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As is (supposedly) well known, Electromagnetic coupling can be "explained" as a closure term to a langrangian comprising a free Dirac field and a free vector field that are required to be invariant under transformations that add arbitrary gradient quantities to the vector field and matching local phase $U(1)$ adjustments to the Dirac field, a construction better known as gauge invariance.

There are similar gauge invariant arguments to obtain the electro-weak and chromodynamic couplings. None of such applies so far to gravity in a way that is entirely satisfactory (to me, yes), specially with all the non-sense that its straightforward application would imply (such as no local observables, etc.)

This particular question is about the Higgs field; from my understanding it is entirely added by hand to all (or most?) fermion fields. It couples also to gauge vector bosons but unlike those, i've never seen any allegations that such coupling would arise naturally from a gauge invariance schema. Are there any attempts to produce any of such constructions that is worth mentioning?

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The standard model Higgs coupling to electroweak vector bosons does arise from local gauge invariance (combined with spontaneous symmetry breaking), but the couplings to fermions have to be inserted by hand AFAIK. Is that what you're asking about? I can post an answer if that's what you're asking about, but you might want to read this one first. – David Z Feb 21 '12 at 20:05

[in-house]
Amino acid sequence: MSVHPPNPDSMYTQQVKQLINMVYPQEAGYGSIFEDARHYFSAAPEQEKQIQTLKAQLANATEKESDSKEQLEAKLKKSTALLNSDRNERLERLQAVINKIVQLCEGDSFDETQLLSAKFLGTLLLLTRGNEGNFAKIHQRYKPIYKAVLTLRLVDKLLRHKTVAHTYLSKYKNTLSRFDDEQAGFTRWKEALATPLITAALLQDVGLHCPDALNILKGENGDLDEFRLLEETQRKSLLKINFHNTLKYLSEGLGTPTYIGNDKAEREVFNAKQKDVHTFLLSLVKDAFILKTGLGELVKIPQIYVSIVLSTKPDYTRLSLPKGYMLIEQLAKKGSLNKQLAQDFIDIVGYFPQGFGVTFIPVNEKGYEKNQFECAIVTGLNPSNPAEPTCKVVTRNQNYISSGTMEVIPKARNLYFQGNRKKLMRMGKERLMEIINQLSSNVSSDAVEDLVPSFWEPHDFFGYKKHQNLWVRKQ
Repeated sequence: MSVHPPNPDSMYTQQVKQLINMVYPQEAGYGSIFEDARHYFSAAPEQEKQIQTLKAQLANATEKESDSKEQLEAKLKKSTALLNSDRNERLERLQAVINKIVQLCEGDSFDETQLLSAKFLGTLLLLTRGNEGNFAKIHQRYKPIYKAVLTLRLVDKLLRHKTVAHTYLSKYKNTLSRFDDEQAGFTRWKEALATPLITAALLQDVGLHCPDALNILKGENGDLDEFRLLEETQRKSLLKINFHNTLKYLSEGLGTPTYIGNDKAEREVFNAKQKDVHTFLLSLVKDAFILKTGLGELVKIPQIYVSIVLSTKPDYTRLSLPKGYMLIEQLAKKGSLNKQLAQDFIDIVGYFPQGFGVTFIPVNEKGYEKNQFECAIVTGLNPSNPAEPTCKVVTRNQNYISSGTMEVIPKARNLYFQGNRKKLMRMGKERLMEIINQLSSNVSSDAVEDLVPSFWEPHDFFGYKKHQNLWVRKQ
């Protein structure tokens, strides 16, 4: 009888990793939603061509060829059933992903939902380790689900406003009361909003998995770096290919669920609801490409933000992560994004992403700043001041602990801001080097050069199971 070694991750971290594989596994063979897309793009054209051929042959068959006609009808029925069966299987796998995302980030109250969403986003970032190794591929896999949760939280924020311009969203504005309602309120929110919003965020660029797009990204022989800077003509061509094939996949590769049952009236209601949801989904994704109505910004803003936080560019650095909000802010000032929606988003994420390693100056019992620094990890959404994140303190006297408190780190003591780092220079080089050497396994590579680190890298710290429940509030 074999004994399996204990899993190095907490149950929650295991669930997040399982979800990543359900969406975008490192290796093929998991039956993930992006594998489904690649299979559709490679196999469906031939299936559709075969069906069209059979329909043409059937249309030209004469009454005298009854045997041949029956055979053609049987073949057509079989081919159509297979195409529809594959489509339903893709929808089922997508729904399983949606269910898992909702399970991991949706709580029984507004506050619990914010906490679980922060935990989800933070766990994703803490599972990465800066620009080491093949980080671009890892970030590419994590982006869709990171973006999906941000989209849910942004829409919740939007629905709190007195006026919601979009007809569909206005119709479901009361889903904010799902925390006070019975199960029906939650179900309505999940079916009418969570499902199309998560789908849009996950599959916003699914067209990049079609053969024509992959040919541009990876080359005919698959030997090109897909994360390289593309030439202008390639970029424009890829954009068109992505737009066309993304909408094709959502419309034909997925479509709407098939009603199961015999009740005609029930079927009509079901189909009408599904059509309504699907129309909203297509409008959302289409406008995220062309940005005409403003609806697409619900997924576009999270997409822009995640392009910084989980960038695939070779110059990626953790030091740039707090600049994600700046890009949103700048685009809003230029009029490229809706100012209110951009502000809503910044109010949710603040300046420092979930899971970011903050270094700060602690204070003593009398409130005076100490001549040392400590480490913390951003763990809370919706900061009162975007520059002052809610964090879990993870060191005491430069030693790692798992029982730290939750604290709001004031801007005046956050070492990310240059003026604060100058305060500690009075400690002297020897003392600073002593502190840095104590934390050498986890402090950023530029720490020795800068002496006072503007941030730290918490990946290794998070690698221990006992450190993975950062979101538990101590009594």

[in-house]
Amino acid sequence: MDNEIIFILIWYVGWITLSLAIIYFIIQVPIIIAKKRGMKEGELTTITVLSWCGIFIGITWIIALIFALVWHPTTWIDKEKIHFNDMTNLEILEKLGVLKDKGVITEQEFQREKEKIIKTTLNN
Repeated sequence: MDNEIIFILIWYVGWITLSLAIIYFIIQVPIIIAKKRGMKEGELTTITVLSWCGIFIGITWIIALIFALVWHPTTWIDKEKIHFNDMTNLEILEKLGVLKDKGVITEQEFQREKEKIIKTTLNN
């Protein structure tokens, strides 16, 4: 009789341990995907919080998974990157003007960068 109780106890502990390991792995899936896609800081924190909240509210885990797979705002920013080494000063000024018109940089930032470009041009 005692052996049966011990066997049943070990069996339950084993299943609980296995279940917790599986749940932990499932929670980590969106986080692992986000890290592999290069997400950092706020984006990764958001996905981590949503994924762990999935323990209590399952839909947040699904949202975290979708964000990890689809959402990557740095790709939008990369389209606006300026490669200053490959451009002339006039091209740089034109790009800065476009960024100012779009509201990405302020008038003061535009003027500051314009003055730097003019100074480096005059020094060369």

I think the problem is that the symmetry that is "broken" by the Higgs mechanism (i.e. the famous "Mexican hat potential" symmetry) is neither local nor global symmetry. It is a symmetry at a single point $\phi=0$. – Murod Abdukhakimov Feb 22 '12 at 9:37
@DavidZaslavsky, i appreciate the answer you linked, it is very good, +1, However i was referring concretely to the part of the coupling that is added by hand, which is the fermionic coupling – lurscher Feb 22 '12 at 20:35
OK, I see. In the last paragraph of your question you wrote that the coupling is added by hand to gauge vector bosons as well as fermion fields, so I wanted to clarify whether you were asking about the origin of only the fermion couplings or of all the couplings. (Perhaps you could edit the question to make it clear you're asking about fermions only?) In the latter case I could have posted an answer, but as it is, I don't know that much about the state of attempts to produce the fermion couplings from gauge invariance. I think supersymmetry tends to do more in that area. – David Z Feb 22 '12 at 20:45
thanks, hope the edit makes it more clear – lurscher Feb 22 '12 at 20:51

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